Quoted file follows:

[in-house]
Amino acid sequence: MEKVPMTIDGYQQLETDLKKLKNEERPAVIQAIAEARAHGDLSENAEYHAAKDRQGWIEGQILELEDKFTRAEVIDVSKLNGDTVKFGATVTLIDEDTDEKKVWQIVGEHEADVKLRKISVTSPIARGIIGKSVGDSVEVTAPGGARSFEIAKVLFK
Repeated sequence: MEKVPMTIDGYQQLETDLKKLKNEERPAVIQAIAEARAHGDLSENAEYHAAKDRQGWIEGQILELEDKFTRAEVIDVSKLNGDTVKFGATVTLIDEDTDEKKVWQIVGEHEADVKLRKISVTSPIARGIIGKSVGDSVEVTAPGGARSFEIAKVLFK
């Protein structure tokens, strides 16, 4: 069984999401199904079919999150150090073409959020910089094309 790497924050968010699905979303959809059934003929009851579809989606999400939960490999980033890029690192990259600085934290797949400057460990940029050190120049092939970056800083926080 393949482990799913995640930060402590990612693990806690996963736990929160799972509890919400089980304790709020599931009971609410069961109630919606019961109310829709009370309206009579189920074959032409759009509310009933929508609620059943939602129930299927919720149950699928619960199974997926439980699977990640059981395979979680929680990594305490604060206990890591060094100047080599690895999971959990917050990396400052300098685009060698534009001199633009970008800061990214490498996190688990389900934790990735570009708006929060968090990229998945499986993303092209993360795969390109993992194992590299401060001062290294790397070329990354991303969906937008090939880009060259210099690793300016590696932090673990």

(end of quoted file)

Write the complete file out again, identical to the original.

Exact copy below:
[in-house]
Amino acid sequence: MEKVPMTIDGYQQLETDLKKLKNEERPAVIQAIAEARAHGDLSENAEYHAAKDRQGWIEGQILELEDKFTRAEVIDVSKLNGDTVKFGATVTLIDEDTDEKKVWQIVGEHEADVKLRKISVTSPIARGIIGKSVGDSVEVTAPGGARSFEIAKVLFK
Repeated sequence: MEKVPMTIDGYQQLETDLKKLKNEERPAVIQAIAEARAHGDLSENAEYHAAKDRQGWIEGQILELEDKFTRAEVIDVSKLNGDTVKFGATVTLIDEDTDEKKVWQIVGEHEADVKLRKISVTSPIARGIIGKSVGDSVEVTAPGGARSFEIAKVLFK
């Protein structure tokens, strides 16, 4: 069984999401199904079919999150150090073409959020910089094309 790497924050968010699905979303959809059934003929009851579809989606999400939960490999980033890029690192990259600085934290797949400057460990940029050190120049092939970056800083926080 393949482990799913995640930060402590990612693990806690996963736990929160799972509890919400089980304790709020599931009971609410069961109630919606019961109310829709009370309206009579189920074959032409759009509310009933929508609620059943939602129930299927919720149950699928619960199974997926439980699977990640059981395979979680929680990594305490604060206990890591060094100047080599690895999971959990917050990396400052300098685009060698534009001199633009970008800061990214490498996190688990389900934790990735570009708006929060968090990229998945499986993303092209993360795969390109993992194992590299401060001062290294790397070329990354991303969906937008090939880009060259210099690793300016590696932090673990």